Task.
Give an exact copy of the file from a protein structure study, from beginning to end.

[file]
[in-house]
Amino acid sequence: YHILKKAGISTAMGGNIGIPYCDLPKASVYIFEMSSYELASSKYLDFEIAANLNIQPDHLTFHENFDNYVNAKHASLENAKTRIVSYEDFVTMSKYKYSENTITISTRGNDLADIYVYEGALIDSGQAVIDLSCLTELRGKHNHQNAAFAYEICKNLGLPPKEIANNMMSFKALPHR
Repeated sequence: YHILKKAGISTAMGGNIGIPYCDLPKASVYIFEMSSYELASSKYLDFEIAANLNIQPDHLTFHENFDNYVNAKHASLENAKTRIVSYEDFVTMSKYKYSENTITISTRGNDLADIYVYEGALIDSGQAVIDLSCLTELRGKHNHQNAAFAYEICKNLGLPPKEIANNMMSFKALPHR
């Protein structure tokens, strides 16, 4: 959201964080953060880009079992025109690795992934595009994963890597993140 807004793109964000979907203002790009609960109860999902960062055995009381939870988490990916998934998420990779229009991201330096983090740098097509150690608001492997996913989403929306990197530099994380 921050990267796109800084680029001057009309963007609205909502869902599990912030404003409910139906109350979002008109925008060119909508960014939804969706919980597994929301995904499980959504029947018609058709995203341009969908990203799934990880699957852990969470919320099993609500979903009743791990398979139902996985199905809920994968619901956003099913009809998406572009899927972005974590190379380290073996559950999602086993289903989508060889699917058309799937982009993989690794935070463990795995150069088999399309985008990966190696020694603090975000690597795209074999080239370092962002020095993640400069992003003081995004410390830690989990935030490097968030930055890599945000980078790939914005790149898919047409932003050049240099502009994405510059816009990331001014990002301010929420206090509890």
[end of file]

[in-house]
Amino acid sequence: YHILKKAGISTAMGGNIGIPYCDLPKASVYIFEMSSYELASSKYLDFEIAANLNIQPDHLTFHENFDNYVNAKHASLENAKTRIVSYEDFVTMSKYKYSENTITISTRGNDLADIYVYEGALIDSGQAVIDLSCLTELRGKHNHQNAAFAYEICKNLGLPPKEIANNMMSFKALPHR
Repeated sequence: YHILKKAGISTAMGGNIGIPYCDLPKASVYIFEMSSYELASSKYLDFEIAANLNIQPDHLTFHENFDNYVNAKHASLENAKTRIVSYEDFVTMSKYKYSENTITISTRGNDLADIYVYEGALIDSGQAVIDLSCLTELRGKHNHQNAAFAYEICKNLGLPPKEIANNMMSFKALPHR
């Protein structure tokens, strides 16, 4: 959201964080953060880009079992025109690795992934595009994963890597993140 807004793109964000979907203002790009609960109860999902960062055995009381939870988490990916998934998420990779229009991201330096983090740098097509150690608001492997996913989403929306990197530099994380 921050990267796109800084680029001057009309963007609205909502869902599990912030404003409910139906109350979002008109925008060119909508960014939804969706919980597994929301995904499980959504029947018609058709995203341009969908990203799934990880699957852990969470919320099993609500979903009743791990398979139902996985199905809920994968619901956003099913009809998406572009899927972005974590190379380290073996559950999602086993289903989508060889699917058309799937982009993989690794935070463990795995150069088999399309985008990966190696020694603090975000690597795209074999080239370092962002020095993640400069992003003081995004410390830690989990935030490097968030930055890599945000980078790939914005790149898919047409932003050049240099502009994405510059816009990331001014990002301010929420206090509890």